|Other encyclopedia topics:||A-Ag Ah-Ap Aq-Az B-Bk Bl-Bz C-Cg Ch-Co Cp-Cz D-Di Dj-Dz E-Ep Eq-Ez F G H-Hf Hg-Hz I-In Io-Iz J K L-Ln Lo-Lz M-Mf Mg-Mz N O P-Pl Pm-Pz Q R S-Sh Si-Sp Sq-Sz T-Tn To-Tz U V W X Y Z 0-9|
|Contents of this page:|
Alternative NamesRitter disease; Staphylococcal scalded skin syndrome (SSS)
Definition Return to top
Scalded skin syndrome is a skin infection in which the skin becomes damaged and sheds.
Causes Return to top
Scalded skin syndrome is caused by infection with certain strains of bacteria in the Staphylococcus family. During the infection, the staphylococci produce a poison that causes the skin damage.
Scalded skin syndrome is found most commonly in infants and children under the age of 5.
Symptoms Return to top
Exams and Tests Return to top
Treatment Return to top
Intravenous antibiotics for staphylococcus are given to help fight the infection. Because much fluid is lost through the open skin, it's important to get intravenous fluid to prevent dehydration.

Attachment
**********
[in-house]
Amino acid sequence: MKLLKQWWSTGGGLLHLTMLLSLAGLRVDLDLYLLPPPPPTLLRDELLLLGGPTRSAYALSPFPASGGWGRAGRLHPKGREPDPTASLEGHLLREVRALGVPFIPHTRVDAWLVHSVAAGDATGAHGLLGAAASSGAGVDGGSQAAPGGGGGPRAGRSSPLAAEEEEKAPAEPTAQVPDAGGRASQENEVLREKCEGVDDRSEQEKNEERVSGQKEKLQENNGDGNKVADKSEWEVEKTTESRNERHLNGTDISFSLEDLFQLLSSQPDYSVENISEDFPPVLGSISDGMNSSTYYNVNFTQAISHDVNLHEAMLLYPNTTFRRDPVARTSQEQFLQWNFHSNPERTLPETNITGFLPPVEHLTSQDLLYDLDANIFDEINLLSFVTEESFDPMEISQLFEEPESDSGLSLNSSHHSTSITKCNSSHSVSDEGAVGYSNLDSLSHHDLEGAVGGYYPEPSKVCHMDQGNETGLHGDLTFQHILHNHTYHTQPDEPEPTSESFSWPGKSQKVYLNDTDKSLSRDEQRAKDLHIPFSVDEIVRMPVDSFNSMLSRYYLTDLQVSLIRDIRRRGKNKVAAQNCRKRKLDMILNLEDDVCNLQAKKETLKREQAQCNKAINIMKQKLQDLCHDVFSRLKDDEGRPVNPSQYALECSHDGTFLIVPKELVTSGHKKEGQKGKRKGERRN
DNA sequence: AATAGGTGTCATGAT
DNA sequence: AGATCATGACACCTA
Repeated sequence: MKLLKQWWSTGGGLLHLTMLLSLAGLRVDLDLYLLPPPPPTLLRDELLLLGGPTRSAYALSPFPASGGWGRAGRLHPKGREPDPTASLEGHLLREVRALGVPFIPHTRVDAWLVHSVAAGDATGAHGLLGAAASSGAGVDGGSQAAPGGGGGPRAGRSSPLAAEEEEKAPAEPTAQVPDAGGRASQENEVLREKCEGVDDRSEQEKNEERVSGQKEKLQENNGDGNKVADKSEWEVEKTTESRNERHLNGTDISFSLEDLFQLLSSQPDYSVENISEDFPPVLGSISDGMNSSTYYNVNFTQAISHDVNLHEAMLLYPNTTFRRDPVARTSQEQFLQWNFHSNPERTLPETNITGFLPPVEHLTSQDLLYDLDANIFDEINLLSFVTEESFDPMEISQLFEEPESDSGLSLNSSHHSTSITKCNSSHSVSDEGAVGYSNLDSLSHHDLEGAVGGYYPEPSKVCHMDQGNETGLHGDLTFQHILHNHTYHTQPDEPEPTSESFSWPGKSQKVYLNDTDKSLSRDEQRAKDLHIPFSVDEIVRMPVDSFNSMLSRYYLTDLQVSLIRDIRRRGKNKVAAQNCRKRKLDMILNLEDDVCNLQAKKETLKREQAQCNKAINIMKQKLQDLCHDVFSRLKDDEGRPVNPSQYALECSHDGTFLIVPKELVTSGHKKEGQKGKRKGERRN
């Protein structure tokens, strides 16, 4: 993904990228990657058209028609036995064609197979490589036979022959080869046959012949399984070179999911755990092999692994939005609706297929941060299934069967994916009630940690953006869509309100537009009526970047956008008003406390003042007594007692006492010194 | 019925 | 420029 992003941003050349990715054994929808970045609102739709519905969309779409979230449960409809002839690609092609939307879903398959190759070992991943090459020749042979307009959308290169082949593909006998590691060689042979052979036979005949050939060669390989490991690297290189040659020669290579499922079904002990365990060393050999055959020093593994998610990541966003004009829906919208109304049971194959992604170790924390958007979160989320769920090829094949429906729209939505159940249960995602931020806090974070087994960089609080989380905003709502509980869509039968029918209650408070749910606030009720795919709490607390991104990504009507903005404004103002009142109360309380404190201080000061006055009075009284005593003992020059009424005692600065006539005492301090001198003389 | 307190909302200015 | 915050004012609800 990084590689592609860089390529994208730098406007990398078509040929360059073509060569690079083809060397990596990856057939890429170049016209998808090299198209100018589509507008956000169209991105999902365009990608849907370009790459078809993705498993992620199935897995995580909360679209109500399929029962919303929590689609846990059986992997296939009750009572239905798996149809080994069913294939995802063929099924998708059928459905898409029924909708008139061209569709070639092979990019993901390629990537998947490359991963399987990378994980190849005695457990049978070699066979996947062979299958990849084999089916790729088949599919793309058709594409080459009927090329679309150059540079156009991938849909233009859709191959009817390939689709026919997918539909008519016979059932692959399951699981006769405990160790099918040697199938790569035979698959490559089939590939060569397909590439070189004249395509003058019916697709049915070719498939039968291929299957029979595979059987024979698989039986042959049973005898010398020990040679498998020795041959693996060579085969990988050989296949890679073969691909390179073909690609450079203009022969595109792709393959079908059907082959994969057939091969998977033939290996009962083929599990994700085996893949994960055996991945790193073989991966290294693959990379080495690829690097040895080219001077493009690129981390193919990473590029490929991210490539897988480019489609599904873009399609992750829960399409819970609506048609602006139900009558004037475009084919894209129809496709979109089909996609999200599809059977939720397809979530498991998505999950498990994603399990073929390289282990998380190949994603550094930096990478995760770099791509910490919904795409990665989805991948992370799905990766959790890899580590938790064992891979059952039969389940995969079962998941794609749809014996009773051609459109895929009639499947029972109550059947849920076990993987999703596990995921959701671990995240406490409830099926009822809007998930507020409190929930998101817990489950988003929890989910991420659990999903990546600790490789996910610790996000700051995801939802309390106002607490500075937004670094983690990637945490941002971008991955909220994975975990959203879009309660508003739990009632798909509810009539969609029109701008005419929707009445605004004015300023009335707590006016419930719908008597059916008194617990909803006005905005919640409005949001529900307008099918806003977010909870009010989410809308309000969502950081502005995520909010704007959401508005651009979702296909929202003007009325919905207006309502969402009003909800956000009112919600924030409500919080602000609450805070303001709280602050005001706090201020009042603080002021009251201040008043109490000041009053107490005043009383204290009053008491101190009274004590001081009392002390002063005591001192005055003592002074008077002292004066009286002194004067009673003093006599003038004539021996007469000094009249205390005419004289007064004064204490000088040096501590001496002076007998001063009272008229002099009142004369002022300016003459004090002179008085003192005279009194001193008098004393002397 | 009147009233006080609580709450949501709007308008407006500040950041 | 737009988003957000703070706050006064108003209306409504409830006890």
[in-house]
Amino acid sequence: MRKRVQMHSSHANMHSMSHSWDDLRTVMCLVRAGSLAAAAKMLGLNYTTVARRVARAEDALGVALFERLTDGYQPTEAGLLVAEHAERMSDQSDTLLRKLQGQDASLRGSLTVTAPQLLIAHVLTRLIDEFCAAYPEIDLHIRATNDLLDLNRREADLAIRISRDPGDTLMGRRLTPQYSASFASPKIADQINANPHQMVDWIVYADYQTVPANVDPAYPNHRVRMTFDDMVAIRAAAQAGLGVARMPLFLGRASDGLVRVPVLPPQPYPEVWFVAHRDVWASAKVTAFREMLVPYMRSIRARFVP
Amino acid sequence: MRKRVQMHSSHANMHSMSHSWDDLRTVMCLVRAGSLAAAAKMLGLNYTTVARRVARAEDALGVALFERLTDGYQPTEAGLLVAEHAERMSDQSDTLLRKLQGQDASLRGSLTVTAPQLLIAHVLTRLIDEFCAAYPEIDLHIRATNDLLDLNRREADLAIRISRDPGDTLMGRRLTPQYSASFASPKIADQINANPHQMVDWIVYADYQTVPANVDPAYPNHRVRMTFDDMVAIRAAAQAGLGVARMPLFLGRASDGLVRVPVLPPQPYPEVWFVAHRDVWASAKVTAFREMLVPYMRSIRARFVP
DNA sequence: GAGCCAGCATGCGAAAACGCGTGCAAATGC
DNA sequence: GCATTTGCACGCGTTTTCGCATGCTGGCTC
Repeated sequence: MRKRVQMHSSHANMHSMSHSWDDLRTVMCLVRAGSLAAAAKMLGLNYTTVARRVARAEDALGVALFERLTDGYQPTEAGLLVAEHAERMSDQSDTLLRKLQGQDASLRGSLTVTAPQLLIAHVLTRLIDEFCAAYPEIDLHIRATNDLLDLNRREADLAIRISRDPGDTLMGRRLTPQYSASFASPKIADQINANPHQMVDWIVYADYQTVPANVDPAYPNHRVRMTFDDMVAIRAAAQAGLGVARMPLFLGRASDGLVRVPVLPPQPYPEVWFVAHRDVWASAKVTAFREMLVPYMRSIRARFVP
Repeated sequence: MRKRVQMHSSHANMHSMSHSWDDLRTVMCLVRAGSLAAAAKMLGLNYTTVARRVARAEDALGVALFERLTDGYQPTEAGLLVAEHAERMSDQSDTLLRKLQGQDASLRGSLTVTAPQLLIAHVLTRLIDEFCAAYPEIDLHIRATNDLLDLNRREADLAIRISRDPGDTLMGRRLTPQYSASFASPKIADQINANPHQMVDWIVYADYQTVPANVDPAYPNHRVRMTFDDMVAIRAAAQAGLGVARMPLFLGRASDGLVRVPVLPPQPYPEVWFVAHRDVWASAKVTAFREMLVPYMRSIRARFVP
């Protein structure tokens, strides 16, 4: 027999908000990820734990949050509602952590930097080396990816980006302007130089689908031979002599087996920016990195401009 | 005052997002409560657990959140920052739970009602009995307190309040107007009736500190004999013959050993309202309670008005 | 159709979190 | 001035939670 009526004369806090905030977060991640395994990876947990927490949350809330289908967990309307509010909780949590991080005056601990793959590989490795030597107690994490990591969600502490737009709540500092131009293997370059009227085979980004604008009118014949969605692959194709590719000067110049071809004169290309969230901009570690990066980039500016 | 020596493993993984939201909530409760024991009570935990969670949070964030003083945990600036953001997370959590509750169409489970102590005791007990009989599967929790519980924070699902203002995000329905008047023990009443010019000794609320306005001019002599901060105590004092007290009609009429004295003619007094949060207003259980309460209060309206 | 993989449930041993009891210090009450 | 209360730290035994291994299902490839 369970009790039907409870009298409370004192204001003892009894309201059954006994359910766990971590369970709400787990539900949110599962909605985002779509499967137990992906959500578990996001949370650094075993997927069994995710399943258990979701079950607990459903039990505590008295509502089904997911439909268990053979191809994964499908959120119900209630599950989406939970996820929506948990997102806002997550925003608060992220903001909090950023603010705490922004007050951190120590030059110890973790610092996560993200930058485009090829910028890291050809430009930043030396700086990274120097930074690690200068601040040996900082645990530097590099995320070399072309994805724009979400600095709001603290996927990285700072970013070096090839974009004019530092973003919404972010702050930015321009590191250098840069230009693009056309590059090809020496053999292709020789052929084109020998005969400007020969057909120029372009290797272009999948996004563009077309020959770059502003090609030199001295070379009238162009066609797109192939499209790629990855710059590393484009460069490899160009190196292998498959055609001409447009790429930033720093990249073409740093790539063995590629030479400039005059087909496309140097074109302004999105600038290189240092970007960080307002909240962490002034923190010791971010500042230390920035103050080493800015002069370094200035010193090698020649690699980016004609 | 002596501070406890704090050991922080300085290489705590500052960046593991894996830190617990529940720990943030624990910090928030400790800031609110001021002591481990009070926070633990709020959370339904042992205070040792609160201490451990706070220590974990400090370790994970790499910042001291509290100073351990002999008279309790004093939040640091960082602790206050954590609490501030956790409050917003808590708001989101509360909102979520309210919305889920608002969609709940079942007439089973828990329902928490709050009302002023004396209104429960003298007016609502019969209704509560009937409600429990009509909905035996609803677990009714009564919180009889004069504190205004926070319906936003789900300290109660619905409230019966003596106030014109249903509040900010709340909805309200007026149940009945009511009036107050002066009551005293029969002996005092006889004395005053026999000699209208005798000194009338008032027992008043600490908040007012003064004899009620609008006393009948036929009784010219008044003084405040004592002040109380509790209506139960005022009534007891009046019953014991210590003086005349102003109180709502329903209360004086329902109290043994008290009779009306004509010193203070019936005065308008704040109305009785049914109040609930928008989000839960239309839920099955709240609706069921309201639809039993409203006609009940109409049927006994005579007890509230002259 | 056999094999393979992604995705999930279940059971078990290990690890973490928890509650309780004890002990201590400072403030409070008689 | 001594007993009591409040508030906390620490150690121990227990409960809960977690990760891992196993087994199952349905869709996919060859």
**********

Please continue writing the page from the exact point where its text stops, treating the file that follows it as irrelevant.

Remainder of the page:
Moist compresses to the skin may improve comfort. You can apply an emollient to keep the skin moist. Healing begins about 10 days after treatment.
Outlook (Prognosis) Return to top
The prognosis is usually excellent. A full recovery is expected.
Possible Complications Return to top
When to Contact a Medical Professional Return to top
Call your health care provider or go to the emergency room if you have symptoms of this disorder.
Prevention Return to top
The disorder may not be preventable. Treating any staphylococcus infection quickly can help.Update Date: 11/12/2007 Updated by: Rachel A. Lewis, M.D., F.A.A.P., Columbia University Pediatric Faculty Practice, New York, NY. Review provided by VeriMed Healthcare Network.